3 Reasons We Must Ask Our Kids to Forgive Us
There are no perfect parents. We all know this, right? Parenting is so hard. I ask myself if I’m making the right decision about something involving my kids at least five times a day. I get frustrated with my kids at least 300 times a day. When it comes to my frustration with my kids and how it’s expressed, the fact of the matter is sometimes I’m wrong. Sometimes I’m the sinner and they are the ones being sinned against. Sometimes I need to tell them I’m sorry and ask their forgiveness.
We all know we’re not perfect, but because of the parent-child relationship I fear that sometimes I act like I’m perfect. Sometimes I don’t stop to consider that my frustration or annoyance with my kids is wrong on my part and not on theirs. I’m the one with the power. I’m the one who gets to tell them what right and wrong is. But sometimes my reaction can be because I’m tired or distracted and not because they genuinely disobeyed purposefully.
Why Must Parents Repent?
Repenting to our children is powerful and necessary. First it communicates to our kids that mom and dad are sinners in need of Jesus just as much as they are. Sometimes as parents we must make hard decisions and stand behind them and look confident, cool, and collected. But sometimes, we must admit our failures to our children and ask their forgiveness. Our kids must know that we need Jesus just as much as them. They must see us lead by example. If we desire repentant children then we must be repentant parents.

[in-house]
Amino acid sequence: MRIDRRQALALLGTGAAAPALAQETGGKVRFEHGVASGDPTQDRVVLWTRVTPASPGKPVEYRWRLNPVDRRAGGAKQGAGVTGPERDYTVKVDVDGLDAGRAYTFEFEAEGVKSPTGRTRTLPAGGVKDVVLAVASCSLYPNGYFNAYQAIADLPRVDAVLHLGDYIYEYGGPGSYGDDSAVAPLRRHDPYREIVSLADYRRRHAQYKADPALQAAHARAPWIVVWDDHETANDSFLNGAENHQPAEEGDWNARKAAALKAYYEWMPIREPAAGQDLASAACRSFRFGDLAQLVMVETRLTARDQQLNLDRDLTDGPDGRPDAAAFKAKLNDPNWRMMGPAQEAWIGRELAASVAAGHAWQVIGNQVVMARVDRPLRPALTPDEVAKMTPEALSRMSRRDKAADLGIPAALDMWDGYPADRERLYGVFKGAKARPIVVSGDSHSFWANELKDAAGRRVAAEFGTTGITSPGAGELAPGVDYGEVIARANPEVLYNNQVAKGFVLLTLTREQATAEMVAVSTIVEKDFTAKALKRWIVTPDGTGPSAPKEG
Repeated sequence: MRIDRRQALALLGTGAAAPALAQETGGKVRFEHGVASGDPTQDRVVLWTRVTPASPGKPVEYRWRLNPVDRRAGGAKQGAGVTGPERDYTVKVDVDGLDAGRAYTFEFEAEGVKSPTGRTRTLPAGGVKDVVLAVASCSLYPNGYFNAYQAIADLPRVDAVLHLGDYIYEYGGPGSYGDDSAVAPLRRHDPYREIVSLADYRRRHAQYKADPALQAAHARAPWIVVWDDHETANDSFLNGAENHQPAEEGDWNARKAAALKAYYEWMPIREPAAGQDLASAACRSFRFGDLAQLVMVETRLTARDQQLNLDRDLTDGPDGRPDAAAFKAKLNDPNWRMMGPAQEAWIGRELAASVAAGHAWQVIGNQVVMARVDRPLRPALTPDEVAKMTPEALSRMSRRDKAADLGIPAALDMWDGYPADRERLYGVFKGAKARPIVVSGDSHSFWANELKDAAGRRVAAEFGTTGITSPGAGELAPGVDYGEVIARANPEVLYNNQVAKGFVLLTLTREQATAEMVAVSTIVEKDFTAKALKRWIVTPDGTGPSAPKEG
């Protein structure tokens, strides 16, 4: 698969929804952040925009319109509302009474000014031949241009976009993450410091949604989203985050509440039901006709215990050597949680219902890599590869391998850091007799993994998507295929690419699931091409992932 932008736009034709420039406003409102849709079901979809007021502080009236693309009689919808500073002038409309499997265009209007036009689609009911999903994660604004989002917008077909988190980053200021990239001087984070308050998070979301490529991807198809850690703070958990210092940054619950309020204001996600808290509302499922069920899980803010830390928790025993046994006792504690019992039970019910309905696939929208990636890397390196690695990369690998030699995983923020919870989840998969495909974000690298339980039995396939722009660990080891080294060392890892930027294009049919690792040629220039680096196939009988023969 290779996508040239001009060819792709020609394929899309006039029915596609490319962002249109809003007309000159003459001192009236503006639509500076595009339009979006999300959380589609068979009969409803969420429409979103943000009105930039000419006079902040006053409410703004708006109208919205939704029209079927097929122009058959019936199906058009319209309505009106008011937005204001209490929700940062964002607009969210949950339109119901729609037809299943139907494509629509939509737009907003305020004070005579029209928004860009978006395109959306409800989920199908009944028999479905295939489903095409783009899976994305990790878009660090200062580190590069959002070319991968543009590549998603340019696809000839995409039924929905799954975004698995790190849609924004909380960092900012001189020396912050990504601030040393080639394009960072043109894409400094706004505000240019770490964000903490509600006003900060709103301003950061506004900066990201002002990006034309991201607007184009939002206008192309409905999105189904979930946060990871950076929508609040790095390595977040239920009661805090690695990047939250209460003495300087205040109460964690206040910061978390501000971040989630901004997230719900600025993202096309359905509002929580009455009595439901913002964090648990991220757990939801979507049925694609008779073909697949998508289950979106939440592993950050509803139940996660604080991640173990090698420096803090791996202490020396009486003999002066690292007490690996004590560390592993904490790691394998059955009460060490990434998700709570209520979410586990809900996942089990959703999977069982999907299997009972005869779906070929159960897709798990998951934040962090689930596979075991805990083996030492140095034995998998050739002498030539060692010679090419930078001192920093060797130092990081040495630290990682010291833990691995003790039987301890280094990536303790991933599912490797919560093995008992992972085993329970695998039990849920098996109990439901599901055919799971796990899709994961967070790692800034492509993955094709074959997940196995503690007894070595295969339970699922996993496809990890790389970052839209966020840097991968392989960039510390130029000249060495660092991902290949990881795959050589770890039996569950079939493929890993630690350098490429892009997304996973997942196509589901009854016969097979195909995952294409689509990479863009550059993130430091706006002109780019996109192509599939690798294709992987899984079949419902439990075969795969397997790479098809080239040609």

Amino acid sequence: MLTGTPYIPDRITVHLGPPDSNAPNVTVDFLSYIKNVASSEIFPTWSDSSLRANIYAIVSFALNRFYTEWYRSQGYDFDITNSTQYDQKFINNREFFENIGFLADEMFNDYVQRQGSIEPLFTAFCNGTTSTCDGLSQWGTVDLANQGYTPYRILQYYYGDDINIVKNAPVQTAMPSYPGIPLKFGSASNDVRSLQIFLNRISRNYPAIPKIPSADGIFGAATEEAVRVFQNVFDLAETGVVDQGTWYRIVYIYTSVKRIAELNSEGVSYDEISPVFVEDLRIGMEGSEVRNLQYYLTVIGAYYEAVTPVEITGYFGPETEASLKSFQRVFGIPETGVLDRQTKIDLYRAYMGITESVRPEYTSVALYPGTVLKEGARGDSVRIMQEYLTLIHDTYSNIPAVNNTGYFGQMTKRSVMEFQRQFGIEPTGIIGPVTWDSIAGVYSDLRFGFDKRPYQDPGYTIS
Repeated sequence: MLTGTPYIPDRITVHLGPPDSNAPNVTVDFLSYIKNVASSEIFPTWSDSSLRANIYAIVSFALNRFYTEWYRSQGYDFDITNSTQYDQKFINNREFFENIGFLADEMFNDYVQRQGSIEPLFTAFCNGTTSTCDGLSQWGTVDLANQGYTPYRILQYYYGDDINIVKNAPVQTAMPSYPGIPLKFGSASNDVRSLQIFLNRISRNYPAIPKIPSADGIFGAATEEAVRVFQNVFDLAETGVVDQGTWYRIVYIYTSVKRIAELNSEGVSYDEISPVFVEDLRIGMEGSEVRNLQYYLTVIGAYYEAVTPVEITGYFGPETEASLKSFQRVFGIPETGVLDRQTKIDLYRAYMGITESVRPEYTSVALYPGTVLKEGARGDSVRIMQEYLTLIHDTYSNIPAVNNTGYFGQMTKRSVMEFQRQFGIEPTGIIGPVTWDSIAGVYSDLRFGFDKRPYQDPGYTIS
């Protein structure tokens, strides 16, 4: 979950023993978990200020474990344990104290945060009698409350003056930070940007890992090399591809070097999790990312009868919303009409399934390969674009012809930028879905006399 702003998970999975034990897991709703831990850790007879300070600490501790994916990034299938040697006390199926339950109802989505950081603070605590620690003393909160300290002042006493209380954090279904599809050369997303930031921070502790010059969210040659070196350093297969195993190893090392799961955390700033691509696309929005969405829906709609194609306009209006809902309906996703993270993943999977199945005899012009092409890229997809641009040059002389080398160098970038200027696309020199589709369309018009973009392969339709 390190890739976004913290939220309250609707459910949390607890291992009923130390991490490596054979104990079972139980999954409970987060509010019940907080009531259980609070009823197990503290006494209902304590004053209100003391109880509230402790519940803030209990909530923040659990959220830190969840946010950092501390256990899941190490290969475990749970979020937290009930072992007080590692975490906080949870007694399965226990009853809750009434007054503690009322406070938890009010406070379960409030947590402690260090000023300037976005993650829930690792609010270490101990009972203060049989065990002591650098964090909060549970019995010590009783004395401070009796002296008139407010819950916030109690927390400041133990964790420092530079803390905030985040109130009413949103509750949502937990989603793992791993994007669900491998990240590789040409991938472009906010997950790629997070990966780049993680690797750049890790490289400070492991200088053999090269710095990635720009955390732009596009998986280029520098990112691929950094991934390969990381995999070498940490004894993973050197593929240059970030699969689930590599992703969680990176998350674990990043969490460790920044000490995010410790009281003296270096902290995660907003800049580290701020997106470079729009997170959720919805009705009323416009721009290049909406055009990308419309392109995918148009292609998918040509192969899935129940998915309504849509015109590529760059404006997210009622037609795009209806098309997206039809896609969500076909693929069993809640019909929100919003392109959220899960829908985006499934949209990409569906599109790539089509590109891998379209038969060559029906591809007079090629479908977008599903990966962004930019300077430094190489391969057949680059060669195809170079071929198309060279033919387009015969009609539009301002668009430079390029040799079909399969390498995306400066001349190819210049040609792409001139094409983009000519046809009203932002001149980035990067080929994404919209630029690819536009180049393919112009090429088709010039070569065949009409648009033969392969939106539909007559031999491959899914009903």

Second, repenting to our children lets them know that we understand that they will mess up and it’s safe to be honest and confess it. We aren’t perfect parents and we don’t have perfect kids. My kids will make mistakes in life and I would much rather they feel comfortable telling me because they know I mess up too than hiding it and possibly making a bad situation worse because they don’t know who to go to. If I repent to my children and we have opportunity to talk about my failures and seek reconciliation and forgiveness then I hope it will let them know I always desire reconciliation and forgiveness when they mess up.
Third, repenting to your children creates opportunities to share the gospel with them. We should be pointing our kids to Christ with all the opportunities being in a family affords. Repentance is a prime one. When I ask my kids to forgive me it lets them know that I am not a perfect dad, but it also gives me opportunity to share with them that there is a perfect Father. He won’t ever let them down, make the wrong decision, or react in a wrong way. He will never leave or forsake them. He will give them words of life. He will adopt them and love them with a perfect love that I’m incapable of loving them with. If in my repentance, I’m not showing my kids my need for Jesus’ grace and theirs then I am doing it wrong.
It’s hard to admit we’re wrong. It’s hard to ask for forgiveness. But there is a lot at stake here. I don’t want to ever communicate to my kids that I’m perfect. I don’t want them to think I have it all together. I want them to see a weak man held up by a great God. I want them to see a man who will humbly admit he was wrong even to his children, but who loves reconciliation and isn’t afraid to ask for forgiveness. I want them to see an imperfect father who loves his children enough to point them to the true and better Father. And maybe… just maybe… one day they’ll teach their kids the same thing.